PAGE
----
Balancing need with economics
The recent SN&R Editorial “Sweet Charity,” (April 12), concerning homeless housing at McClellan, was unfortunately inaccurate and incomplete. The 1994 Homeless Assistance Act requires Sacramento County to balance homeless assistance needs with the community’s economic development.
First, contrary to the Editorial’s assertion, the county did not award the McClellan Inn to Sacramento Cottage Housing (SCH).
Instead, in August 1998, the county and SCH signed an agreement to explore four alternatives: (1)The county can enter into a lease with SCH for the property as requested, or for a substantially equivalent alternative property at McClellan. (2) The county can lease or convey property of substantial equivalence at an off-site location. (3)The county can offer funding that is substantially equivalent to the value of the original request. (4)The county and SCH can agree on any other mutually acceptable result.
It was understood from the outset that any homeless requests would be subject to further evaluation during the development of the reuse plan for the base. Several charities made requests and SCH, WIND Youth Center and Sacramento Food Bank Services were approved for further consideration.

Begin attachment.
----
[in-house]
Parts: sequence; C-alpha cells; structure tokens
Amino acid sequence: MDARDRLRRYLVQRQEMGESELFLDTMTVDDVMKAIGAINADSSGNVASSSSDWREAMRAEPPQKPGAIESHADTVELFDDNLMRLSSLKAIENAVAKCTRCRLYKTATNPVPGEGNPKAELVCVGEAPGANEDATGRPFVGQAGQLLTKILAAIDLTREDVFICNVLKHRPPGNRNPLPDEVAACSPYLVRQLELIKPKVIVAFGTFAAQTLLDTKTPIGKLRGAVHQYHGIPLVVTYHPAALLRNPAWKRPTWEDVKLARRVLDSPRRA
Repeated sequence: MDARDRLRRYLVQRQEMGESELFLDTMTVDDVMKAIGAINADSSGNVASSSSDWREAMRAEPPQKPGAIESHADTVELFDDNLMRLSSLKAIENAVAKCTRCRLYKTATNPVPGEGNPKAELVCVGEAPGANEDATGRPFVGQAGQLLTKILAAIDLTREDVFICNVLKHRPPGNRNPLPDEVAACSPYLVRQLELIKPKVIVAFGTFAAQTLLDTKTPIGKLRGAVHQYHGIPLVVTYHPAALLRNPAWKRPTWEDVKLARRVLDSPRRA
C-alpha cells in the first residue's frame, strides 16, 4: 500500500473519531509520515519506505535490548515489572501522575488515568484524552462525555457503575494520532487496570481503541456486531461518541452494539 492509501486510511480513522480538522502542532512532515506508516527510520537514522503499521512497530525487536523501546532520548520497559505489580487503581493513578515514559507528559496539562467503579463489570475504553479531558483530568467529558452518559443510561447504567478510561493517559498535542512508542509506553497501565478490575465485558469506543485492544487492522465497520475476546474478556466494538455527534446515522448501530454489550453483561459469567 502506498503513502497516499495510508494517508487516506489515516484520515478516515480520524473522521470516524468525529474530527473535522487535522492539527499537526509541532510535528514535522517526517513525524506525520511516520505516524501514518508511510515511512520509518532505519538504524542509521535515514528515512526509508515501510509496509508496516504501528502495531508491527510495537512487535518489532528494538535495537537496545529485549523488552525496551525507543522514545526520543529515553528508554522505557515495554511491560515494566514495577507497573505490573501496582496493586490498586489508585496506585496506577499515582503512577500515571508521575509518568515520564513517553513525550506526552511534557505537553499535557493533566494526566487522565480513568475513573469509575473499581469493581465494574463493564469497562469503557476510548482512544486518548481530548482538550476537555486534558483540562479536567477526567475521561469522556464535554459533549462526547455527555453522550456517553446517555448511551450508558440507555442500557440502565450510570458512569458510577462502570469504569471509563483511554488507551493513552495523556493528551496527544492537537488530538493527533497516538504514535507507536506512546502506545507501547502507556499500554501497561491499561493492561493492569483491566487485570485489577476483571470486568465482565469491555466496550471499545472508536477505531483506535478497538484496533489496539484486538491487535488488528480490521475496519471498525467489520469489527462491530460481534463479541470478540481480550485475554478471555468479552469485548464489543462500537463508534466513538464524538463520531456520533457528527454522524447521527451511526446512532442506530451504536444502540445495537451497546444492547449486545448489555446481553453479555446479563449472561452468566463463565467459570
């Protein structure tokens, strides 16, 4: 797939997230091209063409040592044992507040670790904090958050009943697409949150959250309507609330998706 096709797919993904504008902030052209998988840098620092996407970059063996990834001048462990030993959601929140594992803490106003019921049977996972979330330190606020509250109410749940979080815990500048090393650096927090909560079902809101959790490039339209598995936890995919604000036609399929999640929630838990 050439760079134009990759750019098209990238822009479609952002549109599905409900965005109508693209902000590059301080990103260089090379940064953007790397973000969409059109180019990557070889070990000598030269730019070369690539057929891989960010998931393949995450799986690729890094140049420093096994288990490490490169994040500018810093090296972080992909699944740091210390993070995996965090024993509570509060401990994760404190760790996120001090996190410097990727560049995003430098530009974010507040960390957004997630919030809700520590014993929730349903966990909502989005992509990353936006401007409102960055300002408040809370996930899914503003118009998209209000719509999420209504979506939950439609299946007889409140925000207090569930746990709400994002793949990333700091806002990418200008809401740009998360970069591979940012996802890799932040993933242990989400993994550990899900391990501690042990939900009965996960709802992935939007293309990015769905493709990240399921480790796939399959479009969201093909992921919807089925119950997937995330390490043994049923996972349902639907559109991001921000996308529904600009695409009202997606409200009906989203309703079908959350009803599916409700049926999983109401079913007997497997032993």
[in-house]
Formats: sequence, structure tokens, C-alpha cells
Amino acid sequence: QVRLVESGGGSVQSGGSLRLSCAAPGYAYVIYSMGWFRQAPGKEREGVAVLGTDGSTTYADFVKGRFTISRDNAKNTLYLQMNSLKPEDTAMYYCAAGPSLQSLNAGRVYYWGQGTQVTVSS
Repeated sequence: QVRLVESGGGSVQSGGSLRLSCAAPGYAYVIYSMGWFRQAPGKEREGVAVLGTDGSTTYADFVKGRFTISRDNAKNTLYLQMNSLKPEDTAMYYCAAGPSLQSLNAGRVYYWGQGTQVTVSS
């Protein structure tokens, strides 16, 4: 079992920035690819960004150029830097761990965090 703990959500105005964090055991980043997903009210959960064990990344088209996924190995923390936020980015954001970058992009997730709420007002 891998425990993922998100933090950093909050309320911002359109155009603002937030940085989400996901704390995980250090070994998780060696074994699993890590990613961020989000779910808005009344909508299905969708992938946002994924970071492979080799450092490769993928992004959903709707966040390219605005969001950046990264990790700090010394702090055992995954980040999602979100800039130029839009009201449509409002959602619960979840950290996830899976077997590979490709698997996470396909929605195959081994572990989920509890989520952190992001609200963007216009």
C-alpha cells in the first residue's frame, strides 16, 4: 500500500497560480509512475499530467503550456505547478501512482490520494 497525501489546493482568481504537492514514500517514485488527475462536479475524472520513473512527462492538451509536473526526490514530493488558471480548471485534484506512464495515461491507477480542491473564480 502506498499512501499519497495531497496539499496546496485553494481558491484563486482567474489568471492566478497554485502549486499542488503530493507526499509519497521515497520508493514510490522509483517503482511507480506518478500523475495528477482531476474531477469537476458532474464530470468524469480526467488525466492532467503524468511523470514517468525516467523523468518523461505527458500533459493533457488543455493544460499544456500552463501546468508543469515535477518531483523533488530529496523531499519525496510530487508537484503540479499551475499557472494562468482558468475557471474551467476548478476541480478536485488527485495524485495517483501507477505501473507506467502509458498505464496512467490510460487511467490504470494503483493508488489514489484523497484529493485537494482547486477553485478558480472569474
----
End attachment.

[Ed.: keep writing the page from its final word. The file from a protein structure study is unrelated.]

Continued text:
In the initial reuse plan, a citizens’ advisory committee and the board enthusiastically endorsed the concept of a conference center at McClellan Inn and the opportunities it would present for hosting a variety of different conventions, conferences, retreats and meetings.
Second, SN&R raised concerns about a review of financial viability for the homeless proposals. The federal Department of Housing and Urban Development, which oversees compliance with the Homeless Assistance Act, requires determination of whether a requesting organization can meet both its operating and capital expenditures for the property.
This review is particularly crucial, because, as we learned at Mather Air Force Base, many months and millions of dollars can be required to bring housing units up to current building code standards.
Since military construction is exempt from local building codes, fire safety, and infrastructure standards, the conversion of military housing and office space to meet Americans with Disabilities Act and building codes is very costly.
The county remains acutely aware of the needs of the homeless in our community, and our homeless programs, such as the Mather Campus Project HOPE, attest to our commitment.
As it always has been, the county remains committed to accommodating the requests of Sacramento Cottage Housing, the WIND Youth Center and Sacramento Food Bank Services, consistent with the 1998 agreement.